Thursday, August 6, 2009

The Five Tool Book Reviews

This summer, as a two-part plan to (a) promote literacy among my kids, and (b) not spend money, I've been making routine trips to the local library. Along with checking out books for the kids, I've also been grabbing stuff for myself, and because I'm just that predictable, the books have sometimes been sports-related. So, especially since we're still in the Mostly Dead Zone, I'm going to say a few words about 'em.

Can I Keep My Jersey?, by Paul Shirley

This is the memoirs of an NBA 12th man and world traveler who has played for a dozen-odd teams in the past few years, and even stuck for half a season on the Phoenix Suns bench. It's relatively entertaining and not a tough read, but it also seems like it left a lot on the table. After 300 pages of living in Shirley's head, the reader knows how he feels about religious hypocrites, privileged superstars, undereducated NBA stars and callous front office personnel... but, um, almost nothing about why he's still chasing the dream, what he actually brings to a team to deserve employment, let alone playing time, and, well, why he does it. (Beyond the occasional lottery-like paychecks.)

Shirley is the closest that anyone has ever came to being not just a reliable narrator in the world of major league sports; he's also, by any measure, one of the 500 to 1,000 best basketball players on the planet... and I'm no closer to knowing what that world is really like than I was before. Shirley's a very good writer and a somewhat appealing personality, but I'm really hoping that he's got a second book in him, and that it will have a little more to teach us next time.

Bigger Deal: A Year Inside the Poker Boom, by Andrew Holden

The somewhat entertaining year travelogue of a British poker writer and classical music reviewer, and the second of two books by Holden. I got through it without wanting to throw it across the room, which is a fairly strong endorsement for 300+ pages of a guy being paid to play better tournaments than the general sweaty public will ever have a chance to play. It's more of a matter of Holden being a tolerable writer than having really good subject matter, since you really aren't going to learn much about poker from this... but it's also kind of fascinating to get a more or less educated and detailed look at what it's like to go to poker camps or try to survive the first day or two of the WSOP. Many people say that Holden's first book was better, but having read this, I'm not terribly interested in finding out.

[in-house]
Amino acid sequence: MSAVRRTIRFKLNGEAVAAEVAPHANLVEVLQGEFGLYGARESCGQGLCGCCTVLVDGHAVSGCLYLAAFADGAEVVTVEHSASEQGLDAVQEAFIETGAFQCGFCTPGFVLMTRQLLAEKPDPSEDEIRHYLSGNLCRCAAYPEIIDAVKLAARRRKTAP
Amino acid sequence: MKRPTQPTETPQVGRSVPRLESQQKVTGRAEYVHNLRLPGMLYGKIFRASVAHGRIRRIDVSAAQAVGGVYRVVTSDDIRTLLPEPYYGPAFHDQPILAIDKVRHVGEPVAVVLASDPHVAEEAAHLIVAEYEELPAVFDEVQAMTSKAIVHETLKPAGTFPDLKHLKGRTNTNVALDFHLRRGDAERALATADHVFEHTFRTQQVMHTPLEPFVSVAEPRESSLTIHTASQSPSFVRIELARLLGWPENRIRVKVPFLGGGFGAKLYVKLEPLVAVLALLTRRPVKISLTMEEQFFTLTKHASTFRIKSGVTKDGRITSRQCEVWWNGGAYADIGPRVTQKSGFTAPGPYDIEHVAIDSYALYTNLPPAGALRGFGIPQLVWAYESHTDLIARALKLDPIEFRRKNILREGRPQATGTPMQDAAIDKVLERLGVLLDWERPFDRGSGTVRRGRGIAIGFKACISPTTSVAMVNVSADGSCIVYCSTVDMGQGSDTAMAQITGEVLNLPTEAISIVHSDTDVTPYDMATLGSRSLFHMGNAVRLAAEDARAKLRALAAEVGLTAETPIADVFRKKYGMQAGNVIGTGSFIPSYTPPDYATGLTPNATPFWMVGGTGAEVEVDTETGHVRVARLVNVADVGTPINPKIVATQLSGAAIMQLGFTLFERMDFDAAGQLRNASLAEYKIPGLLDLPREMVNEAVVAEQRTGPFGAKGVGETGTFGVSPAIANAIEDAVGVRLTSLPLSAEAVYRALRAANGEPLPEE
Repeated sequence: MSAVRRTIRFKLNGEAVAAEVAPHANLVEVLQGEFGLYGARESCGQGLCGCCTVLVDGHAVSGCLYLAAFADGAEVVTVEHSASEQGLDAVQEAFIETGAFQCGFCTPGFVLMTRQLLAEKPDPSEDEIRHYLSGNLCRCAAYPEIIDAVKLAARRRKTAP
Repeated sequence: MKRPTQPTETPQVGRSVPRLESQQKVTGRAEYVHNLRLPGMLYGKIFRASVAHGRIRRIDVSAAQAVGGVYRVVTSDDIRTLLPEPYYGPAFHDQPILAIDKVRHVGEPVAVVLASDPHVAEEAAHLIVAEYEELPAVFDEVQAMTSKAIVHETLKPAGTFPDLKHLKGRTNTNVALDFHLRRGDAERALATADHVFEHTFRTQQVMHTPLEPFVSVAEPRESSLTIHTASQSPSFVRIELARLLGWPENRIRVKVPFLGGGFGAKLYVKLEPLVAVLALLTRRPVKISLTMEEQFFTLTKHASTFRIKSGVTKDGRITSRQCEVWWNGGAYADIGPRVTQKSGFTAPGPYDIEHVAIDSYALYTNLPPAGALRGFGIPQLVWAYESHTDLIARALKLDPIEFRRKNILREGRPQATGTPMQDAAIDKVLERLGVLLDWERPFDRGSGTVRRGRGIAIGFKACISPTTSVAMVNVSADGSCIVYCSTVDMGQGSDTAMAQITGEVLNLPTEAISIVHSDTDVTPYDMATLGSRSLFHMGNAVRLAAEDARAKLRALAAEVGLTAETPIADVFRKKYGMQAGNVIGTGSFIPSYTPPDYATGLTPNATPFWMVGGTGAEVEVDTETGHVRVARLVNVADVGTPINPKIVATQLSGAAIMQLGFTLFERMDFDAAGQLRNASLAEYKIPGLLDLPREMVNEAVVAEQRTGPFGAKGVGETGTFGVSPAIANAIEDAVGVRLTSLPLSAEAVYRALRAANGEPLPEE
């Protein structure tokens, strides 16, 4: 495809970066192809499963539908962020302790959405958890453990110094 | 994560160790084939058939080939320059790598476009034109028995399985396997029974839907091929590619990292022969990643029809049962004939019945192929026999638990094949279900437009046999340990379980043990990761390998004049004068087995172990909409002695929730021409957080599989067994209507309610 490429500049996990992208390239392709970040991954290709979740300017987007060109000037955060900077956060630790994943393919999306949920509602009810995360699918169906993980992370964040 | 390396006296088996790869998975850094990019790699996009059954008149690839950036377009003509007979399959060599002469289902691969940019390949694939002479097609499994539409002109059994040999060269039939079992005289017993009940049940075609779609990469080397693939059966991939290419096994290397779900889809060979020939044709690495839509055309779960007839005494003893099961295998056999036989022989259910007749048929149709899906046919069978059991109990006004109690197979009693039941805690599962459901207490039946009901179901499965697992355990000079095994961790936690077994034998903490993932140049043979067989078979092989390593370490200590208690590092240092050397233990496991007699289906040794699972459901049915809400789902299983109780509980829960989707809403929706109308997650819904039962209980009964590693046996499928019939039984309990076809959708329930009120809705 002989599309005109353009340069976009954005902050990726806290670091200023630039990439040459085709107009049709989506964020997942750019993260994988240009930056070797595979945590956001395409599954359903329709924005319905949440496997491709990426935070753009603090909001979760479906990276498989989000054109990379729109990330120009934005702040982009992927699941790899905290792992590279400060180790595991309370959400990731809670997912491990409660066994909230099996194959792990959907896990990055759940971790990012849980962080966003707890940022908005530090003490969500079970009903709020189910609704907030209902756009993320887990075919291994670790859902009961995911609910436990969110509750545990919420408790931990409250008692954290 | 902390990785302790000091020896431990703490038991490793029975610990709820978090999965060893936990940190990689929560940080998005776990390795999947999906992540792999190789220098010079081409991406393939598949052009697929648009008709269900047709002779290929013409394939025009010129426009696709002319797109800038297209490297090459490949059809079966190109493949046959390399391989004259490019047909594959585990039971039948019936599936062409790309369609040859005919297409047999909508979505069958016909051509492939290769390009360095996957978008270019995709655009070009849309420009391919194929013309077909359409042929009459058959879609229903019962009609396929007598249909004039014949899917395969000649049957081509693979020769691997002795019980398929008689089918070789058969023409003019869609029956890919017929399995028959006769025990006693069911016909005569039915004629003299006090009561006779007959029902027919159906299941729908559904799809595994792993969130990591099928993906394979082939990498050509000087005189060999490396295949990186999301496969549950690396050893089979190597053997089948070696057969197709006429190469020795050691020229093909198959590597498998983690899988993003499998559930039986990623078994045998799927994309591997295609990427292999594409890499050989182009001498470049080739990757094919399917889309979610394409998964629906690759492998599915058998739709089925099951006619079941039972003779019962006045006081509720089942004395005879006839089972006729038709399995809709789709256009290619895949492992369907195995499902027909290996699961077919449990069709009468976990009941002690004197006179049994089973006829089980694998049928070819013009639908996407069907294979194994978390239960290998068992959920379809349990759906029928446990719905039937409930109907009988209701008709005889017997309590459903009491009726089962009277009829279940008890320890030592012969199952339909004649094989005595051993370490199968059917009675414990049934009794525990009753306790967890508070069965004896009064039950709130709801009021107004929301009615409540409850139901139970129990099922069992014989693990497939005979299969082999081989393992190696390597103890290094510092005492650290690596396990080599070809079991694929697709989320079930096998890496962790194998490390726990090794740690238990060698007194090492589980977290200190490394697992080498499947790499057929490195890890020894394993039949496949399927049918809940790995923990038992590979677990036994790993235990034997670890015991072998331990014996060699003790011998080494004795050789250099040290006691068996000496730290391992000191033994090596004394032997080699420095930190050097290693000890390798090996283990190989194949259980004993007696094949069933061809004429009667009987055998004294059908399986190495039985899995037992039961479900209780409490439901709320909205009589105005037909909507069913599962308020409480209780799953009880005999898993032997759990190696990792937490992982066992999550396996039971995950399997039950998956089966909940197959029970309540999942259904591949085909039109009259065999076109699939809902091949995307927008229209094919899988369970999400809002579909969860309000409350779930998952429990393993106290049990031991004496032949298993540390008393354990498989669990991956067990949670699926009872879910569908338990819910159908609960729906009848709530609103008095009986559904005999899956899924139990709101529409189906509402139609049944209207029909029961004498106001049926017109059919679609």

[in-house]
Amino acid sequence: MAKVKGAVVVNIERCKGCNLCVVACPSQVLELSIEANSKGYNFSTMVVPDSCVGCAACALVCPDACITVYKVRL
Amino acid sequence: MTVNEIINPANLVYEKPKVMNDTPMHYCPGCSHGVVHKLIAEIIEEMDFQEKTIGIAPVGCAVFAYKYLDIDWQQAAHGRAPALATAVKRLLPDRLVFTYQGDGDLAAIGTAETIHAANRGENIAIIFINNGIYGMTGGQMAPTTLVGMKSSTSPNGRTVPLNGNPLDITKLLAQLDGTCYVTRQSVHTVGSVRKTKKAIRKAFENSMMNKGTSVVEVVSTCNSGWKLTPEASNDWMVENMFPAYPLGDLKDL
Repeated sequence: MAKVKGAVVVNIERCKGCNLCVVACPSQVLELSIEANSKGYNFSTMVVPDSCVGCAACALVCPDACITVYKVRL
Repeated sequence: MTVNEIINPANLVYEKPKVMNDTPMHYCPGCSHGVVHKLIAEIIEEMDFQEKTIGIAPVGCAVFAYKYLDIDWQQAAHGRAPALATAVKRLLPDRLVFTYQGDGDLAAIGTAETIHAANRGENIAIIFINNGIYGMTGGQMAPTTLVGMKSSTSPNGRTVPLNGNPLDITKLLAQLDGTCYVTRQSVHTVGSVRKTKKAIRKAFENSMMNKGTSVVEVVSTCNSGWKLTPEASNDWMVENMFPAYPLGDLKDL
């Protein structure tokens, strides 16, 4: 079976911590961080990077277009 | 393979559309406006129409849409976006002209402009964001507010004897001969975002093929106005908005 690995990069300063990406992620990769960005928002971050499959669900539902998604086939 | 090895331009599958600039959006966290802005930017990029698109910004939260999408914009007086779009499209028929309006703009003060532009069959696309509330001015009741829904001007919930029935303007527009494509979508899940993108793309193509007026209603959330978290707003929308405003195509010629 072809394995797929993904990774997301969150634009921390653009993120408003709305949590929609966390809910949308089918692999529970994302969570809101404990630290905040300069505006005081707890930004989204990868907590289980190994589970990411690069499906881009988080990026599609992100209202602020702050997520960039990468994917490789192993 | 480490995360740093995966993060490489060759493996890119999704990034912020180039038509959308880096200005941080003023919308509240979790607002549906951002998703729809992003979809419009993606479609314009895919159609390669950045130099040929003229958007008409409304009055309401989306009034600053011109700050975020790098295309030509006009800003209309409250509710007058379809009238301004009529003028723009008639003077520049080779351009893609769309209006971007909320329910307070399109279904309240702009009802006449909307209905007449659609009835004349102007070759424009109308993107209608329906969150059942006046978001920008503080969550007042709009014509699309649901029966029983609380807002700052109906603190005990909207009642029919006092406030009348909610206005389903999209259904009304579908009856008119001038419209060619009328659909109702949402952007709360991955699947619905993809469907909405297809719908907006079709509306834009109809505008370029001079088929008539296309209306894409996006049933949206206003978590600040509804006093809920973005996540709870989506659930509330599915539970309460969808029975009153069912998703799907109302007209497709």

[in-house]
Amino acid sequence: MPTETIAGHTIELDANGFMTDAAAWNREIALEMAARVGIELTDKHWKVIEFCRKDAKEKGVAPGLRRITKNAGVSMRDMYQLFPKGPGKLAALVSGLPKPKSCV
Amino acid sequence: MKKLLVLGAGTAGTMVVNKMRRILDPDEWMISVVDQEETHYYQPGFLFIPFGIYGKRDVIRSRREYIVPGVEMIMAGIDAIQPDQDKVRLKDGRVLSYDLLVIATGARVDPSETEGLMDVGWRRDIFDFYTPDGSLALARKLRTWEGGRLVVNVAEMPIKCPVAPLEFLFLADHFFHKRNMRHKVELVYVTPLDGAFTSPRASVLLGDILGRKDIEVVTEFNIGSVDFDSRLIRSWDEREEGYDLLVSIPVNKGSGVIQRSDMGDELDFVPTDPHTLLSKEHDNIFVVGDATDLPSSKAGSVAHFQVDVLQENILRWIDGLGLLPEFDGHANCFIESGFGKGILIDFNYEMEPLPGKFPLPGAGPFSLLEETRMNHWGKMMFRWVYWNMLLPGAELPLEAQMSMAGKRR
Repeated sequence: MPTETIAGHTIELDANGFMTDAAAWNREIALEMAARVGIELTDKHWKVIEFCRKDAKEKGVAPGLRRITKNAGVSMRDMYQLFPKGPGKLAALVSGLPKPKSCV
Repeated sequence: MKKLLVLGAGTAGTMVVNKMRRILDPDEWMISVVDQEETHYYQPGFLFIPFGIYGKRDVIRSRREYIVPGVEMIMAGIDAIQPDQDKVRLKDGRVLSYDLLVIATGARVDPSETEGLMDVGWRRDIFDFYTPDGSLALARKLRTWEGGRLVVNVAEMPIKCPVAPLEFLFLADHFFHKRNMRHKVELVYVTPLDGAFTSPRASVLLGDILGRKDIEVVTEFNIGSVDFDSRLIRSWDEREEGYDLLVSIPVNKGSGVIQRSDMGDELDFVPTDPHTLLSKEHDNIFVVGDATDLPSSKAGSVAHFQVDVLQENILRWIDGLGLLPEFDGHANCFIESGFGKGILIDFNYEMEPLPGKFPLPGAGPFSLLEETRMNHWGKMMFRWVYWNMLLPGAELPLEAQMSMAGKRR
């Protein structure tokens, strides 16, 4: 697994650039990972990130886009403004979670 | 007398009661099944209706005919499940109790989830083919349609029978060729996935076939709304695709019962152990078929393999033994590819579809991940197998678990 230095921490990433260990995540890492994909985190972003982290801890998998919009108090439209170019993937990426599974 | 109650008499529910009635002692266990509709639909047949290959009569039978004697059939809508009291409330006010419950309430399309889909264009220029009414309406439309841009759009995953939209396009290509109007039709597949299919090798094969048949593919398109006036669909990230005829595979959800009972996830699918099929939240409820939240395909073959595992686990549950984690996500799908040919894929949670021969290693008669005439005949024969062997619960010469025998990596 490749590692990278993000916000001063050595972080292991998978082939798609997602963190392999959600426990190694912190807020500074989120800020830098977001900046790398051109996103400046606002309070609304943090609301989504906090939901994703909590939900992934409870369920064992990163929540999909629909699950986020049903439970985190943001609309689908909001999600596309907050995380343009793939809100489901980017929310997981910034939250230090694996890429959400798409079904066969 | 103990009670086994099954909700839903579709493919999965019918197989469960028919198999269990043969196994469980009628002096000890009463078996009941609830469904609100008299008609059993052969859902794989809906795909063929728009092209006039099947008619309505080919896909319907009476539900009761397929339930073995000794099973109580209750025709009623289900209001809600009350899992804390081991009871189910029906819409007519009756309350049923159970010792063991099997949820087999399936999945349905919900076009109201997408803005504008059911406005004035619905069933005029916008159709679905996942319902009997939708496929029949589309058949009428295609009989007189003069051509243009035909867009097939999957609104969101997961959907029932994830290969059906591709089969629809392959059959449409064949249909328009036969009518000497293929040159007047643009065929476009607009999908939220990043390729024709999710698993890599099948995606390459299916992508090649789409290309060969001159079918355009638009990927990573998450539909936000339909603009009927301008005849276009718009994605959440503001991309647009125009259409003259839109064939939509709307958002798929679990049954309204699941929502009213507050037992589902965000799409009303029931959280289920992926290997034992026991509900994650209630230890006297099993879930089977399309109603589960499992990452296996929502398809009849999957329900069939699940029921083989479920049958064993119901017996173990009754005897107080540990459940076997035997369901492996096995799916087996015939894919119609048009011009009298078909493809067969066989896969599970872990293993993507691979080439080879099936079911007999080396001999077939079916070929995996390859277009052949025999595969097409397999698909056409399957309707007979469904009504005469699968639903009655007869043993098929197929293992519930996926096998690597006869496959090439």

Season of the Sixers: The Story of Wilt Chamberlain and the 1967 NBA Champion Philadelphia 76ers, by Wayne Lynch

A reasonable piece of research, but... look, I wanted to love this thing. I learned a ton about a team that many people consider to be one of the finest in early NBA history, and not coincidentally, it's my laundry. I was more than willing to put up with a large amount of Wilt Chamberlain apologia, and as much Celtic bashing as possible. But, well, Lynch just isn't a good enough writer to pull it off, and at some point, I had to say uncle. Maybe it's just that the book was written after Wilt had moved on to that freaky meat market in the sky, or that his surviving teammates are just not going to speak frankly about the guy that carried them to a ring and history in an era where only the Celtics won... but, well, the gap between what Chamberlain actually did and how Lynch interprets it is just too much. There might be a great book about Wilt, but this isn't it.

1 comment:

Andrew said...

Great post!! Not enough blogs talk about quality sports books. I really appreciate it.

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